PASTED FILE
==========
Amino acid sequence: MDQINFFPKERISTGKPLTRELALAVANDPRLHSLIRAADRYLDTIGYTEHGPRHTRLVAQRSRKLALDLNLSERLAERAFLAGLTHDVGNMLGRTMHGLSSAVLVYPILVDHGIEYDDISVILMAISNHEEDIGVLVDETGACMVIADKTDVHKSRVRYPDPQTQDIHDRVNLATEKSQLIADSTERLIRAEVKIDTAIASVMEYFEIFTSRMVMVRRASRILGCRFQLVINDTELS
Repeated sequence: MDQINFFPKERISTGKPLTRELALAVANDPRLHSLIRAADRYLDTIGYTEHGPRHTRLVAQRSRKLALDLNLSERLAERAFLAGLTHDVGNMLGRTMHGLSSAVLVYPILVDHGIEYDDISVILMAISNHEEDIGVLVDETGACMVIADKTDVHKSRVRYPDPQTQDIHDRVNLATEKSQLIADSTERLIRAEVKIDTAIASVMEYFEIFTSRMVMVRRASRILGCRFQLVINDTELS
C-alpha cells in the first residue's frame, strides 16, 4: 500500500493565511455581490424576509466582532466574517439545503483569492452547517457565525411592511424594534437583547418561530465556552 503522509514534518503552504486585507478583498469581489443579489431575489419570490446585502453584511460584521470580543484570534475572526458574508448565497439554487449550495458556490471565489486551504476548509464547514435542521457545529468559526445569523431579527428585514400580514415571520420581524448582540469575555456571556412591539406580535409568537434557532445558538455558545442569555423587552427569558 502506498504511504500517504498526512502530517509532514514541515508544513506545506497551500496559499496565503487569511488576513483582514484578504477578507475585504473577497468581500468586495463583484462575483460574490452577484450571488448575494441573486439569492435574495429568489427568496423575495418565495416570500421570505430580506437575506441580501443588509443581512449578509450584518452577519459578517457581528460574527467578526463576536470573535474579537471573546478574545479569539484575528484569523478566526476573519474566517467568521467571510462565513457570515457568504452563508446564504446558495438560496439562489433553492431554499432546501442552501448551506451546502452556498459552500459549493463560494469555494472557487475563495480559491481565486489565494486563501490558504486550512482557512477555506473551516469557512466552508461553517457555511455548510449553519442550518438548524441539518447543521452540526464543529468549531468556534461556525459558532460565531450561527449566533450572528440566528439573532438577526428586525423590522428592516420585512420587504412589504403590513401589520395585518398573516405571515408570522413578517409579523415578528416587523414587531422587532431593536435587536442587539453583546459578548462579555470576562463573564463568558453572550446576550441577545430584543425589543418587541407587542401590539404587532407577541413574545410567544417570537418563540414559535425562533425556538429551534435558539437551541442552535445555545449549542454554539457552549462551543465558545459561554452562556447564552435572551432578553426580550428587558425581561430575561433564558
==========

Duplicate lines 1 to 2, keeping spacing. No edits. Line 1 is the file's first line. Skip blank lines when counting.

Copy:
Amino acid sequence: MDQINFFPKERISTGKPLTRELALAVANDPRLHSLIRAADRYLDTIGYTEHGPRHTRLVAQRSRKLALDLNLSERLAERAFLAGLTHDVGNMLGRTMHGLSSAVLVYPILVDHGIEYDDISVILMAISNHEEDIGVLVDETGACMVIADKTDVHKSRVRYPDPQTQDIHDRVNLATEKSQLIADSTERLIRAEVKIDTAIASVMEYFEIFTSRMVMVRRASRILGCRFQLVINDTELS
Repeated sequence: MDQINFFPKERISTGKPLTRELALAVANDPRLHSLIRAADRYLDTIGYTEHGPRHTRLVAQRSRKLALDLNLSERLAERAFLAGLTHDVGNMLGRTMHGLSSAVLVYPILVDHGIEYDDISVILMAISNHEEDIGVLVDETGACMVIADKTDVHKSRVRYPDPQTQDIHDRVNLATEKSQLIADSTERLIRAEVKIDTAIASVMEYFEIFTSRMVMVRRASRILGCRFQLVINDTELS